This morning, our Education Ambassador group met with two leaders in climate change work in Minnesota: Rep. Melissa Hortman and former MN state Senator Ellen Anderson, who spoke of Minnesota’s legislative history around renewable energy. It was exciting to hear Rep. Hortman talk about Obama’s work around energy, including:
- In 2009, the bailout deal for automakers included improving fuel economy standards, setting a goal of 54.5 mpg by 2025 for new cars.
- In 2013, Obama’s unveiled a 75-point Climate Action Plan in an address at Georgetown.
- In 2015, China and the US reached a bilateral agreement on climate policy, with China agreeing to peak its emissions and the US pledging to cut emissions 26% by 2030.
Ellen Anderson, who directs the Energy Transition Lab at the U of M and acts as energy advisor for Governor Dayton, outlined her work on solar energy in the U.S. Her recent work includes writing solar proposals for U.S. universities. She wants to demonstrate that solar and other renewable energy systems are viable and can function in a way that brings economic prosperity. On climate change, she noted that the most vulnerable countries are also some of the poorest, with low-lying islands facing some of the highest risks. For these countries, energy is not the top priority at COP21; survival is.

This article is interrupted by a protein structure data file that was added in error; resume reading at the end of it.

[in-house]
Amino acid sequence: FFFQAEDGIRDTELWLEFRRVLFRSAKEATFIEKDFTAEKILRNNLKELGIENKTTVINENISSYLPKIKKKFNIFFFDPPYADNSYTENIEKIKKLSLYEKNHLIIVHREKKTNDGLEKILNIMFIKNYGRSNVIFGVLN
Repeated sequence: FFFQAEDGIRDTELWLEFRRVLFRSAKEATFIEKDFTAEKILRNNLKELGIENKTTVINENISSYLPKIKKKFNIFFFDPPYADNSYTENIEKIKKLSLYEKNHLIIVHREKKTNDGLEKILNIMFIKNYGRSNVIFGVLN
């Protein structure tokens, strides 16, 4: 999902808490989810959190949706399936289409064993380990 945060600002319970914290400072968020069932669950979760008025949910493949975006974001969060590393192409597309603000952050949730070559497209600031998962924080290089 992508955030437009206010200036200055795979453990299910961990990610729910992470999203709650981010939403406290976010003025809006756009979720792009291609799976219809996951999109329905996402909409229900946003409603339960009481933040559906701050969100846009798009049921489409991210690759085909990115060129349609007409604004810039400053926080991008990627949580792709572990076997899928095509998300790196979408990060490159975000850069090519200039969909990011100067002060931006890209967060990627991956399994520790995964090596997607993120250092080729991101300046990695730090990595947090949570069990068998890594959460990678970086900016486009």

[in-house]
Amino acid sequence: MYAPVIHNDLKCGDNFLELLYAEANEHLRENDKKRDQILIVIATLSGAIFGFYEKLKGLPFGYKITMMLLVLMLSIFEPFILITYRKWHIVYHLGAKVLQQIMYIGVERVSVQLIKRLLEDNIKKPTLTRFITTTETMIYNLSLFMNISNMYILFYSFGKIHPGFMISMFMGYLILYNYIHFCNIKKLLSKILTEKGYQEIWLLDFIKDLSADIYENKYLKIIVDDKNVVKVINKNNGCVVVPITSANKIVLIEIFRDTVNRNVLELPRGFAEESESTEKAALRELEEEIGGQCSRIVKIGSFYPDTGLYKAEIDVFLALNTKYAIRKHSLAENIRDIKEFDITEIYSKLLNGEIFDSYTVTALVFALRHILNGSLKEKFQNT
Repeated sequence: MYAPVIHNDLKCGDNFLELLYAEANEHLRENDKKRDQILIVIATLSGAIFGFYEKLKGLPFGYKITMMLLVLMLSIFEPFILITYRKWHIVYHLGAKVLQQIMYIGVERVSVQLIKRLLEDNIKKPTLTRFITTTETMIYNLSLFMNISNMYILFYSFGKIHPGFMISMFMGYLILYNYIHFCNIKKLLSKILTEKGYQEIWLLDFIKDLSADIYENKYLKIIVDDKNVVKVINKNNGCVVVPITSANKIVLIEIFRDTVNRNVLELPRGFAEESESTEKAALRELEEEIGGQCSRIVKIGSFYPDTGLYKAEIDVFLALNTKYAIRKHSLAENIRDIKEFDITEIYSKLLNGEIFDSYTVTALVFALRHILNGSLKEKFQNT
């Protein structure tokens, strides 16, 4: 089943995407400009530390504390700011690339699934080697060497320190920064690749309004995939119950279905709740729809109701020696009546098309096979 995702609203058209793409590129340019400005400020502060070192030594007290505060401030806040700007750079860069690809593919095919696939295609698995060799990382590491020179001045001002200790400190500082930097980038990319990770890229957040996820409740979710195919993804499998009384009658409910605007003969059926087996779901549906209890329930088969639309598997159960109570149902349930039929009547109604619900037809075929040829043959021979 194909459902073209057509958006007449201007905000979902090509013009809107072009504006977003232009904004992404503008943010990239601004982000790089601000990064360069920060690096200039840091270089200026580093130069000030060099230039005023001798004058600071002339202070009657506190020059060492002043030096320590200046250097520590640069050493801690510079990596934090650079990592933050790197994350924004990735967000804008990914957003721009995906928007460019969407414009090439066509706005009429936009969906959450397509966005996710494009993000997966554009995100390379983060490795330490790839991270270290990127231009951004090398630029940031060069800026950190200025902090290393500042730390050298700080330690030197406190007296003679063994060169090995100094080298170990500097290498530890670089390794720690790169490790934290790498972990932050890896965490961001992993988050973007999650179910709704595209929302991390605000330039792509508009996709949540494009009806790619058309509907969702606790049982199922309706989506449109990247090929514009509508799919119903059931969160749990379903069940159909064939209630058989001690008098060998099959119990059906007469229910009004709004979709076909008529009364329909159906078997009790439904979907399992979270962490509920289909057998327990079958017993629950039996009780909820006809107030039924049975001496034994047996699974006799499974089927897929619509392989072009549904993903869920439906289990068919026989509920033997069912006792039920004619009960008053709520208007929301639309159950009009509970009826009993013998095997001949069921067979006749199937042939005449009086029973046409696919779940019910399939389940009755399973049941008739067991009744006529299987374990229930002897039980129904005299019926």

In the afternoon, our group went to a UNESCO event with actor and environmental activist Robert Redford and a panel of indigenous leaders from Papua New Guinea, Indonesia and the Marshall Islands. Each speaker focused on storytelling to convey the urgency for action on climate change. The Papua New Guinea leader stated, “Drinking water is scarce. Now we have difficulty to live. That’s what I want to tell you.” He showed a brief movie about his island, how people live, and the deforestation that threatens their way of life.
The speaker from the Marshall Islands, Kathy Jetnil-Kijiner, talked about her homeland as being the ground zero of climate change. She is pushing for the Paris agreement to recognize a goal of limiting warming to 1.5 degrees Celsius versus the more popular 2 degrees. She stated, “At 2 degrees, my island is underwater.”